The wolverine (Gulo gulo) is one of North America's most elusive and vulnerable mammals. Despite the name, they're not closely related to wolves, nor bears as the nicknames "skunk bear" and "devil bear" would imply. Their closest relatives are badgers, ferrets and other members of the Mustelid or weasel family. Wolverines are the largest and rarest land-dwelling member of this family. As of 2014, scientists estimate only 250 to 300 of these small but tenacious carnivores remain in the lower 48 states.
Wolverines live in the alpine habitat of the arctic and subarctic of Alaska and Canada, as well as high elevations in the northern Cascade and Rocky Mountains. They once occupied the northern states and all of the Rockies, but fur trappers and planned predator control nearly killed off the species by 1900. In 2009, the Wildlife Conservation Society tracked one radio-collared wolverine from Grand Teton National Park to Colorado. It marked the first time a wild wolverine was seen in the state in nearly 100 years.
Dark brown to black dense fur protects wolverines from cold and frost. A horseshoe-shaped white or goldish stripe marks their backs. Their short legs hold up thick bodies and broad heads with short, furred ears. Their snowshoe-like feet are well adapted to their often snowy habitat. They have long, curved claws and teeth sharp enough to chew frozen meat. Males can weigh from 20 to 45 pounds, while females fall between 15 and 30 pounds.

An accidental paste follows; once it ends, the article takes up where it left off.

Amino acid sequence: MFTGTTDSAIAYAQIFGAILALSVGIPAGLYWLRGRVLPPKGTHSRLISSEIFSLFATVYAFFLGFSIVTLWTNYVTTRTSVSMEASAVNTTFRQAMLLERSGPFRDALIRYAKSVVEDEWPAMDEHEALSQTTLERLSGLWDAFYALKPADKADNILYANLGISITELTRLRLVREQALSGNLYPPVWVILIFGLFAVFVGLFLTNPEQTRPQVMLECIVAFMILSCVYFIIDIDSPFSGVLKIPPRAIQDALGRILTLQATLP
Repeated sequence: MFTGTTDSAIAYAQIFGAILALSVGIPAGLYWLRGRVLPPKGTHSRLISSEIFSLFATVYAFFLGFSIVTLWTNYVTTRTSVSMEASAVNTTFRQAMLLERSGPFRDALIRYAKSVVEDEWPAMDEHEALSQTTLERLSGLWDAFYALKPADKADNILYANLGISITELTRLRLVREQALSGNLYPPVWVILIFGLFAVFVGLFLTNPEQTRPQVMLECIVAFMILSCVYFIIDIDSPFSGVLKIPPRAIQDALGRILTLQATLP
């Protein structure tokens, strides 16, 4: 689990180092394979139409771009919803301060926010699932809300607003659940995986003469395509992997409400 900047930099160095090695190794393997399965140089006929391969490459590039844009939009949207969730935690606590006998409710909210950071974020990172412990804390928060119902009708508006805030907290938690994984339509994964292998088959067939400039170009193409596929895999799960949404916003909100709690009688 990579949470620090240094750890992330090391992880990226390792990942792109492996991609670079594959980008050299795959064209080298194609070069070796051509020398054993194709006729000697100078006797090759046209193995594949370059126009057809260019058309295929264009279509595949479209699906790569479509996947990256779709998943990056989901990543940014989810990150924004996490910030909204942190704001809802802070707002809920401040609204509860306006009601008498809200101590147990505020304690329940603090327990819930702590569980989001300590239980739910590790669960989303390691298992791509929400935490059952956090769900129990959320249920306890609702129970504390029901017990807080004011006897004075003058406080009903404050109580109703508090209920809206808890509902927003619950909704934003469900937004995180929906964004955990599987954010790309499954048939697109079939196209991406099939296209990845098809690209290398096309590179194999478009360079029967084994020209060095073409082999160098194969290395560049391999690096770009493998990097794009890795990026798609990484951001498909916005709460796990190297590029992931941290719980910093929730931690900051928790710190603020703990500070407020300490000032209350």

Its scientific name, Gulo gulo, means glutton. Wolverines are primarily scavengers, relying upon moose or caribou carcasses abandoned by wolves or humans, or that died of natural causes. They prey upon small mammals, such as voles, squirrels and snowshoe hares, as well as birds. Wolverines have been known to take larger prey, though this is considered rare.
Wolverines are solitary creatures. They maintain home ranges and will defend their territory against smaller animals. A male's range is typically 240 square miles while females occupy a range of 50 to 100 square miles. Males allow some female overlap on their range, but will not share with other males who occupy adjacent territory. Recently, Wildlife Conservation Society scientists discovered that wolverines are expanding territory due to food shortages. One male held a range of 500 square miles.
Population and Status
Wolverine habitat is threatened by development, resource extraction, and warming temperatures. Because their home ranges are so expansive, wolverines need vast tracts of alpine habitat to survive. The Greater Yellowstone ecosystem encompasses millions of acres of largely intact wolverine habitat, including national parks, national forests, wilderness areas and wildlife corridors. Although wolverines may live to 12 years, their average life span in the wild is only 5 to 7 years. Trapping continues, regulated with seasons and limits. Most wolverines die from starvation, predation by wolves or human trapping.
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